Unmasking the Truth: How Children Transmitted COVID-19 Within Households


Following household COVID-19 transmissions for over 3 years, investigators found that 70.4% had a pediatric index case.

Following household COVID-19 transmissions for over 3 years, investigators found that 70.4% had a pediatric index case.

The role children played in the viral spread of COVID-19 is not well understood. At first, children were erroneously believed to be immune to COVID-19 infection, but the emergence of the Delta and Omicron variants proved that children can become infected with severe and even fatal COVID-19.

Household transmission was central to COVID-19 infections spreading rapidly, and it is suspected that children frequently contracted the virus at school and then transmitted it to their families. However, measuring household transmission typically requires time- and labor-intensive contact tracing.

One study, recently published in JAMA Network Open, sought to determine the role children played in household viral transmission during the COVID-19 pandemic, at a time when enveloped viruses were historically low and the majority of viral illnesses were attributed to COVID-19.

The investigators studied a voluntary United States cohort, tracking data from participants’ thermometers with a companion smartphone app. Participatory surveillance enables the public to report their own information, and is less all-consuming for investigators than contact tracing.

Eligible participants were households of multiple members who opted into data sharing of their temperature measurements from October 2019-October 2022. Thermometer data included temperature, body location where temperature was taken, and a timestamp. Age and gender were self-reported, with participants 18 years and older considered adults and children grouped as younger (0-8 years of age) and older (9-17 years of age). “Fever” was defined as a temperature of at least 38.0 °C for rectal and aural readings, 37.8 °C for oral readings and readings from unknown body sites, and 37.2 °C for axillary readings.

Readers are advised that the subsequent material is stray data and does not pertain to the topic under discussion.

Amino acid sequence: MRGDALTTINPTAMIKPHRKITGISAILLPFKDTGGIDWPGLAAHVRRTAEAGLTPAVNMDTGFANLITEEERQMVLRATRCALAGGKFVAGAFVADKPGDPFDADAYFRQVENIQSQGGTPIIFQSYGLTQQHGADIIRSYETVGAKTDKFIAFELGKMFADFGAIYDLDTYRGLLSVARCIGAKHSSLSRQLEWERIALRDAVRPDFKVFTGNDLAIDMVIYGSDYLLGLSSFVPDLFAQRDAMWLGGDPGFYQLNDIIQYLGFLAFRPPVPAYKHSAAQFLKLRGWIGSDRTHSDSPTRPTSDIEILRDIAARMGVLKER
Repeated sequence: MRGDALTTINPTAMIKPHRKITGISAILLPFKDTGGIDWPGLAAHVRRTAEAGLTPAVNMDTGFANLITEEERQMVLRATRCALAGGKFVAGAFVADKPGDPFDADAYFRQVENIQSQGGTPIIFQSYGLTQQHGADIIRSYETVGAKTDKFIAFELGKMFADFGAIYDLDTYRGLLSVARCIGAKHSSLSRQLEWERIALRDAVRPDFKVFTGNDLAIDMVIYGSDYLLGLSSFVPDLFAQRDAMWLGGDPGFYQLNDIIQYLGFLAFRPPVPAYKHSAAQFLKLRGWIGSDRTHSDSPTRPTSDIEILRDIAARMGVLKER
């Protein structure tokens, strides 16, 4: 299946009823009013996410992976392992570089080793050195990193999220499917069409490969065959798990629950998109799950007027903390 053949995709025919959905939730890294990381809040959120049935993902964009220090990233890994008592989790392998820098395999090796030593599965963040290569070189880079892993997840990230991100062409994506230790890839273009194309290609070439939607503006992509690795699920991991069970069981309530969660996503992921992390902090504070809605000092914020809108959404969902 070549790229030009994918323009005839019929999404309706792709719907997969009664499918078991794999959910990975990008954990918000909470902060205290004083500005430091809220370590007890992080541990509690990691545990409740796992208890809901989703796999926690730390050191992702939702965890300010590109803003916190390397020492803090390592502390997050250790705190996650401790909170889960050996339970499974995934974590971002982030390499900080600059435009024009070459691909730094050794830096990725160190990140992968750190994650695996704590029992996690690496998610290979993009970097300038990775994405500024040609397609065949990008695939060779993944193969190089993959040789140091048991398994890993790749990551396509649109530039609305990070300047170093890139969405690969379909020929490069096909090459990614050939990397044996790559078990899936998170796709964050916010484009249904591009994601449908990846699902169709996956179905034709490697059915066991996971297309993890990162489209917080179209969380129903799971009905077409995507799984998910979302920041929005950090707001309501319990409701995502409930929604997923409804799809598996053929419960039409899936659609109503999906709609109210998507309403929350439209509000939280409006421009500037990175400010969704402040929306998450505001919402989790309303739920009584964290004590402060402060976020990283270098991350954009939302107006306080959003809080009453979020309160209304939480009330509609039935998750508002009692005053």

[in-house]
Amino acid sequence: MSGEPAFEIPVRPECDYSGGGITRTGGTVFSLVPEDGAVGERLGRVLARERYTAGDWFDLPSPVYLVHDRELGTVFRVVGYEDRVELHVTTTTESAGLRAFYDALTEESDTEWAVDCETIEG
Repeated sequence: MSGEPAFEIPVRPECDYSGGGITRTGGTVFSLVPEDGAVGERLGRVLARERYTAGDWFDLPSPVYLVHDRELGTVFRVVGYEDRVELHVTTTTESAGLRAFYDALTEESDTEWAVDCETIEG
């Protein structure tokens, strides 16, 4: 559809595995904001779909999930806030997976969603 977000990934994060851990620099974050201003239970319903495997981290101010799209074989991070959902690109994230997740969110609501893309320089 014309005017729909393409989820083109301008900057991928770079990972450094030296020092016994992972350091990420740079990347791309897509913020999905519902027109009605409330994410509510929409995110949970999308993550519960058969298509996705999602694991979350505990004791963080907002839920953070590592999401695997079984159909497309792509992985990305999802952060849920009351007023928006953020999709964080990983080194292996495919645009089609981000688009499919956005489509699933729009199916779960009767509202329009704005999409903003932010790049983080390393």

A total of 1391095 individuals from 848591 households took 23153925 temperature readings. Participants were majority female (53.6%) and adults (53.7%). There were 3668642 (15.8%) readings that met the criteria for fever, for 779092 febrile episodes.

The investigators found that the number of febrile episodes did forecast new COVID-19 infections. Additionally, trends for temperature readings and active participants peaked at both the beginning of the pandemic and the Omicron wave.

There were 166170 households with both adult and child participants (51.9% of households with multiple participants). These households included 516159 participants, 265268 (51.4%) children under 18 years old, who recorded 6227726 temperature readings. There were 38787 inferred household transmissions, with 15819 (40.8%) child to child, 11481 (29.6%) child to adult, 7865 (20.3%) adult to child, and 3622 (9.3%) adult to adult.

The investigators concluded that children were central to in-household viral transmissions. Significantly, pediatric-driven transmission was higher when school was in session, with a pediatric index case 0.6-0.8 times less frequent during school breaks. More than 70% of household transmissions resulted from a pediatric index case, but the exact percentage fluctuated from week to week.

“We discerned an important role for children in the spread of viral infection within households during the COVID-19 pandemic,” the study authors wrote, “heightened when schools were in session, supporting a role for school attendance in COVID-19 spread.”

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